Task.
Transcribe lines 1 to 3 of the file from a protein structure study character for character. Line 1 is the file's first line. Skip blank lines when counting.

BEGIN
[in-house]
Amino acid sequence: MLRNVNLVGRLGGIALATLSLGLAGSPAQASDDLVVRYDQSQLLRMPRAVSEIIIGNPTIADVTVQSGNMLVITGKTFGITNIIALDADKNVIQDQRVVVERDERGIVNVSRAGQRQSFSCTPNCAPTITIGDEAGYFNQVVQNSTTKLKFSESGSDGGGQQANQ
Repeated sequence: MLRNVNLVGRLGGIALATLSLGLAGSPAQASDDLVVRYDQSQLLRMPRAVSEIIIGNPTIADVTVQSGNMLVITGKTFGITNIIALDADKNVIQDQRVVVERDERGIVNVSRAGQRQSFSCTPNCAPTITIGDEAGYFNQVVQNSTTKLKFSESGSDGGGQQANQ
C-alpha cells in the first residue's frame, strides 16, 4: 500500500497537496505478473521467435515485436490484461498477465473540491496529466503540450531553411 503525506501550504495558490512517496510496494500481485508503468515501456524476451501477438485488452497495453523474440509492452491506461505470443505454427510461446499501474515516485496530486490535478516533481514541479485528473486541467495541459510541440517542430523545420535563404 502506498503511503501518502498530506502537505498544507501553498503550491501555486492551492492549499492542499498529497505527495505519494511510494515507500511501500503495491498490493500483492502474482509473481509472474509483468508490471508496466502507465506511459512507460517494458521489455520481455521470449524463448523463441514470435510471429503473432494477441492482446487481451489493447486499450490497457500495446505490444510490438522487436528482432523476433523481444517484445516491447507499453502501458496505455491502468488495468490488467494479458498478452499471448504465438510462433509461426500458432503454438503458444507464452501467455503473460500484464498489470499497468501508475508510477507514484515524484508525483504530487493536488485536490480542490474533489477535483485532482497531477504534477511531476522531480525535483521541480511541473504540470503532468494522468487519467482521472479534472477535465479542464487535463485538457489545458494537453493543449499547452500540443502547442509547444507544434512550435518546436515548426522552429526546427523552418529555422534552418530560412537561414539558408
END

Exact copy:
[in-house]
Amino acid sequence: MLRNVNLVGRLGGIALATLSLGLAGSPAQASDDLVVRYDQSQLLRMPRAVSEIIIGNPTIADVTVQSGNMLVITGKTFGITNIIALDADKNVIQDQRVVVERDERGIVNVSRAGQRQSFSCTPNCAPTITIGDEAGYFNQVVQNSTTKLKFSESGSDGGGQQANQ
Repeated sequence: MLRNVNLVGRLGGIALATLSLGLAGSPAQASDDLVVRYDQSQLLRMPRAVSEIIIGNPTIADVTVQSGNMLVITGKTFGITNIIALDADKNVIQDQRVVVERDERGIVNVSRAGQRQSFSCTPNCAPTITIGDEAGYFNQVVQNSTTKLKFSESGSDGGGQQANQ